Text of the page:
At Jon Michael's salon, I found myself standing face to face with Peter Kronokos' pony, Self Portrait of St. Michael on His Way to Battle Satan. Awe-inspiring title aside, the horse is remarkable. The holy black steed is emblazoned with white crosses and is carrying its rider--a body made of sticks and doll parts with a vegetable strainer for a helmet, a bloody hammer in his hand and two live .38 caliber rounds on his waist--through the painted wooden flames of hell. I related to this St. Michael, a crude hero in a cartoon hell, heroically challenging the ultimate Evil.

Then I remembered a deeper, more pressing injustice that I needed to face. A bearded, bespectacled face, to be exact.

As I drifted off to sleep that night I had a dream. Out of an inky black void galloped a frothing phantom horse, a terrifying beast with glowing red eyes and blue flames licking its oily black coat. A young girl sat astride the beast holding a doll, staring at it like it was a crystal ball. As the vision passed by, I saw the beard and glasses on the doll, the bills (looked like hundreds) fluttering out of the horse's rear end. "Krohn," I snickered.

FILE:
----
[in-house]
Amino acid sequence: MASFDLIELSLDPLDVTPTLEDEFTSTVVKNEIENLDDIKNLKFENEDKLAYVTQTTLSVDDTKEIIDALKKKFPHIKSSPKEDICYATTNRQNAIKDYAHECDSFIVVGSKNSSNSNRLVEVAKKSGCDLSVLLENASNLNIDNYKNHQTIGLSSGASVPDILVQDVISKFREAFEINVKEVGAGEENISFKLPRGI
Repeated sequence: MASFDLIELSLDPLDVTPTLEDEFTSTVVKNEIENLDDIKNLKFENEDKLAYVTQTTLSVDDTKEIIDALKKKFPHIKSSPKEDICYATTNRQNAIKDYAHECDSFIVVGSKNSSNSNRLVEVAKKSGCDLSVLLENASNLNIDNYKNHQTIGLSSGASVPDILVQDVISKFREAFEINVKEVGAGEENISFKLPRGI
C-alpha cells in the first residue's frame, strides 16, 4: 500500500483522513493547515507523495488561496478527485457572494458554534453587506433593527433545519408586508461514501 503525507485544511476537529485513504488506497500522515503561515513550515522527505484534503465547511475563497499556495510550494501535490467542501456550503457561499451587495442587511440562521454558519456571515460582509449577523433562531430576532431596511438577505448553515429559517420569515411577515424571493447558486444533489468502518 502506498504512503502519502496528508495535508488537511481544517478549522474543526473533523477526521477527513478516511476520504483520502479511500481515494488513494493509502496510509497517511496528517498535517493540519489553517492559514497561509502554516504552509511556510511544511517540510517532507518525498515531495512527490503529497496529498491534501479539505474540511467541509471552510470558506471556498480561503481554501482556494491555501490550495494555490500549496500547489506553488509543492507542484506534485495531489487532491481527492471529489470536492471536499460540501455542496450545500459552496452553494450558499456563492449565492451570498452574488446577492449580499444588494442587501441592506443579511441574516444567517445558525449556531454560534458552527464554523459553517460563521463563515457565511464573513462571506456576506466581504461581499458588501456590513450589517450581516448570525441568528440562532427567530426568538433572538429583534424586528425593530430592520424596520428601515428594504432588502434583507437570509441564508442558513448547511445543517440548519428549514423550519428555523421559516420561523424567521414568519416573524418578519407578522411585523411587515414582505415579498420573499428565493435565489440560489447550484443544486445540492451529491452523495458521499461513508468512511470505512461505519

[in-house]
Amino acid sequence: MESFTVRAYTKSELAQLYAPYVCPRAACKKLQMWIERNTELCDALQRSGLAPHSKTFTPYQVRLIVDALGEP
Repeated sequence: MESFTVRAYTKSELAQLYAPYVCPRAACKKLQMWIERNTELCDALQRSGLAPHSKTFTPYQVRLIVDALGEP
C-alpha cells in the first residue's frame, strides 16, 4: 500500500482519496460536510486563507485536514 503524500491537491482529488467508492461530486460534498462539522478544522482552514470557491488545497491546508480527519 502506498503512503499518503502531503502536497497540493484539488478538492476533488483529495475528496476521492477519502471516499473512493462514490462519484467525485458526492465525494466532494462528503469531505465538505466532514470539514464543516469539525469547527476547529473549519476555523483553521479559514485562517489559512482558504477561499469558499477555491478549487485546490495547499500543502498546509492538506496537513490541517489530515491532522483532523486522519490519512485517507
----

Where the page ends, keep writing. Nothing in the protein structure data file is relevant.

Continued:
Suddenly the horse sprouted wings, the void gave way to wide open sky and a whole stampede of ponies followed suit. I reached out for them but they eluded my grasp. High above, David Jackman's golden sparkling pony, With Open Arms, floated serenely on a cloud of feathers, the scales of justice in one hand and an auction gavel in the other. It looked at me and spoke with George W. Bush's voice: "MAKE NO MISTAKE ABOUT IT; WE WILL FIND ALL THE PONIES."

I awoke with a gasp. I puzzled over the dream but could not decipher its meaning. Then I thought of St. Michael charging ahead with his hammer in hand, and I realized I would have to steel myself in my resolve. I'll see you at the auction, Krohn.

Year of the Horse Pony Brigade Live Auction takes place Sunday (Feb. 24) at the Four-Eighteen Project, 418 Front St., Santa Cruz. Doors open at 6:45pm, auction begins at 7:30pm. Tickets are $20, available at Madame Sidecar, 907 Cedar St. For more information, call 466.9770 or visit www.four-eighteen.org.

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From the February 20-27, 2002 issue of Metro Santa Cruz.